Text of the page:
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Breast cancer is more likely to spread during sleep

Tumor cells appear to circulate more in the blood at night, suggesting that treatment should be targeted to maximize nighttime effects.


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June 22, 2022

Circulating breast cancer cells viewed under a microscope

USC Norris Comprehensive Cancer Center / NATIONAL CANCER INSTITUTE / SCIENCE PHOTO LIBRARY

Breast cancer cells spread primarily to other parts of the body at night when people are sleeping, and do not spread continuously throughout the day, as scientists previously thought.

This does not mean that people with cancer should try to avoid sleep to prevent it from spreading, researchers warn. Previous work It suggests that sleep disorders can worsen the prognosis of breast cancer.However, this finding shows that they can be made more effective by considering the optimal time to perform cancer treatment, he says. Nikola Acet In ETH Zurich, Switzerland.

“Most cancer treatments are not designed to target tumor cells at any given time, but are given the general idea that the tumor is there and will always attack the tumor. “He says. “Now we have a good idea of ​​what happens at a different time than before. [treatment] Need to be better. “

Aceto and his colleagues were doing another study of metastatic breast cancer when they detected an unexpected trend. In other words, it has spread to other organs. Participant’s circulating tumor cells (CTCs) were cells that spread from invasive tumors and proliferated primarily at night.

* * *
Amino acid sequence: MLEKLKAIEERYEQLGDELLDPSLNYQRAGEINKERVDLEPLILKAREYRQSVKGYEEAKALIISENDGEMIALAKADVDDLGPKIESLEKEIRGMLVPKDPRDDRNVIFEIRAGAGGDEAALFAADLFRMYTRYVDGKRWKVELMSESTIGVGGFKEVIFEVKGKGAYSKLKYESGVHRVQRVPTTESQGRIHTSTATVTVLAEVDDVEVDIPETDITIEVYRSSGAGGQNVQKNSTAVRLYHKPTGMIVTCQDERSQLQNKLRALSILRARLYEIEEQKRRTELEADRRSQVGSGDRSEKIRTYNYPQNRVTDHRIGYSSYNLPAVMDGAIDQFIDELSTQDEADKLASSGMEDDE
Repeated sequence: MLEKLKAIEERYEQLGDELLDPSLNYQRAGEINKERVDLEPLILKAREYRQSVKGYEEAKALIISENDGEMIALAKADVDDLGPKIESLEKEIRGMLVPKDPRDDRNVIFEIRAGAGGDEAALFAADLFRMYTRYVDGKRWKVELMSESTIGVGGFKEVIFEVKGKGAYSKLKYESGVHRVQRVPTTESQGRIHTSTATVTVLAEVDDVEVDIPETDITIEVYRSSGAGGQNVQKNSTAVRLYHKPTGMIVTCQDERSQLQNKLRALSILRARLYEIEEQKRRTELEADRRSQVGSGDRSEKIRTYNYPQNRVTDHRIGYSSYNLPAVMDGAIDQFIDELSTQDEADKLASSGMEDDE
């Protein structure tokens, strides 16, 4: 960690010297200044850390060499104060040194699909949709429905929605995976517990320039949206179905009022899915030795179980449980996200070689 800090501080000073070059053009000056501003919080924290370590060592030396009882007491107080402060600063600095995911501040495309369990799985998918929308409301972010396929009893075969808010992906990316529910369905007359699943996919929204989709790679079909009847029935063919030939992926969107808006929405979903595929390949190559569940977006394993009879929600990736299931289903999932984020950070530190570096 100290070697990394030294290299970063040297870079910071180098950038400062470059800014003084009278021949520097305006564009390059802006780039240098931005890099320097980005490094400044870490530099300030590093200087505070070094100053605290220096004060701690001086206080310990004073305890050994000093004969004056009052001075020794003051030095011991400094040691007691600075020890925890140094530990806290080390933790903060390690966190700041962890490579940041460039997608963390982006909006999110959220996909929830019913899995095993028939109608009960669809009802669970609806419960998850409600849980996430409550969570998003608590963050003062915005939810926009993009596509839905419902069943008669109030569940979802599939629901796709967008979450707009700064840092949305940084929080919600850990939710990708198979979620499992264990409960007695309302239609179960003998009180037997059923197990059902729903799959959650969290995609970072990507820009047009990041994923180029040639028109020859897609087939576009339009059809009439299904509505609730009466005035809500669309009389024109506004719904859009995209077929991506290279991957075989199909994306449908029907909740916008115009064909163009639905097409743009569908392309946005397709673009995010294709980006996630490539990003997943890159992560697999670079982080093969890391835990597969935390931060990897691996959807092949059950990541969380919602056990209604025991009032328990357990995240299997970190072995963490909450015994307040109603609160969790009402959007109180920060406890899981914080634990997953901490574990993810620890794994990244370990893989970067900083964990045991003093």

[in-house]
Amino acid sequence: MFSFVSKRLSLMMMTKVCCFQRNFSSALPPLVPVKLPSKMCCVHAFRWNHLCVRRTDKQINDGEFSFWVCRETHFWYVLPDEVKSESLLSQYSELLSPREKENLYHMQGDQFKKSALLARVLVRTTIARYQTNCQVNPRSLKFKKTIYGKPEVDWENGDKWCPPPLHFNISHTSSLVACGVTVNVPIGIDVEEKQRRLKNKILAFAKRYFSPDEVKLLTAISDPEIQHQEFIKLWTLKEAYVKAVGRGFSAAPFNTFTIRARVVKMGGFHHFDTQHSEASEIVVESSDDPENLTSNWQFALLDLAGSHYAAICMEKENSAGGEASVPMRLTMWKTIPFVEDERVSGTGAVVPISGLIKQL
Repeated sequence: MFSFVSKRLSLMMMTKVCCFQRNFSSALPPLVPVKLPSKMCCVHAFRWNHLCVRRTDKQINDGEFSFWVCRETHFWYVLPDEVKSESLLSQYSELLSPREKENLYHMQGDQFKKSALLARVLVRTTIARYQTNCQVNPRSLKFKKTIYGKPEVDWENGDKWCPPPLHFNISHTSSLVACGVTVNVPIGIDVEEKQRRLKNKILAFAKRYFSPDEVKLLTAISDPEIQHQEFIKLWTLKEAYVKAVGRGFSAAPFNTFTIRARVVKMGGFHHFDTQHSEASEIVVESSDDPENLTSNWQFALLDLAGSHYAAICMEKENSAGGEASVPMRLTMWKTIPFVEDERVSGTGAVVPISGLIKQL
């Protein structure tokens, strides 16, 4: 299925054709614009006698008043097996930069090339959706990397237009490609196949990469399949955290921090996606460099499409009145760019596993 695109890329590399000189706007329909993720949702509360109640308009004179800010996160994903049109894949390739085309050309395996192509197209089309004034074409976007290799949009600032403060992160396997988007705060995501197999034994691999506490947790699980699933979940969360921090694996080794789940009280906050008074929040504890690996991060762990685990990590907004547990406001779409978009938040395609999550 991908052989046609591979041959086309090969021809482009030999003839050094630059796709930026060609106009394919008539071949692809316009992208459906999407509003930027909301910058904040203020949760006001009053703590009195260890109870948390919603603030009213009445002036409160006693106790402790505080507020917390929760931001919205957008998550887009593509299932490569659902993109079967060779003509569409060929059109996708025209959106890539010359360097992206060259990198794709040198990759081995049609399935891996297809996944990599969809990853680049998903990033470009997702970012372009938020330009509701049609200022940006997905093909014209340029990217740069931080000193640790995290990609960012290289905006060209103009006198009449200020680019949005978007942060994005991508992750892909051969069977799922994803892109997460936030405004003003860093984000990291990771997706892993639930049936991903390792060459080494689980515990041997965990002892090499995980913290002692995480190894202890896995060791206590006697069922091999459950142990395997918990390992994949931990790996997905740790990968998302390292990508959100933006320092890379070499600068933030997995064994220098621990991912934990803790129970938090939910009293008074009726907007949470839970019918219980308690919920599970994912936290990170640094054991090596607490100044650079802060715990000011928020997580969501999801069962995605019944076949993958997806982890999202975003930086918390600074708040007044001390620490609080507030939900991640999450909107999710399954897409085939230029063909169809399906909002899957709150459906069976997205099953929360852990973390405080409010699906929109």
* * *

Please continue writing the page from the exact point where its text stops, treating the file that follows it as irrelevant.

They decided to investigate further 30 women with breast cancer, including 9 with untreated metastatic disease. Scientists collected blood samples at 10 am and 4 am hours before cancer surgery.

Their analysis revealed that 78% of all CTCs were found in nighttime samples in which women were asleep.

The researchers then performed similar blood tests on mice transplanted with four types of breast cancer. They found that 87-99 percent of the CTCs came from samples taken during the sleep of the animal, depending on the type of cancer. In addition, CTCs are clustered, which means they are more likely to form new tumors. The sleeping mouse sample is up to 278 times more than the awake mouse sample.

It was surprising at first, but the findings really make sense, says Aceto. The immune system is heavily regulated by the body’s sleep-wake cycle, known as the circadian rhythm. However, he says, cancer tumors were generally thought not to follow that rhythm.

The new findings correct that misunderstanding, but still fail to answer many questions. “It has a certain rhythmic nature and has the highest peaks during sleep,” says Aceto. “We never know the exact moment during sleep, and whether sleep more or less helps with this.”

Journal reference: Nature, DOI: 10.1038 / s41586-022-04875-y

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Breast cancer is more likely to spread during sleep

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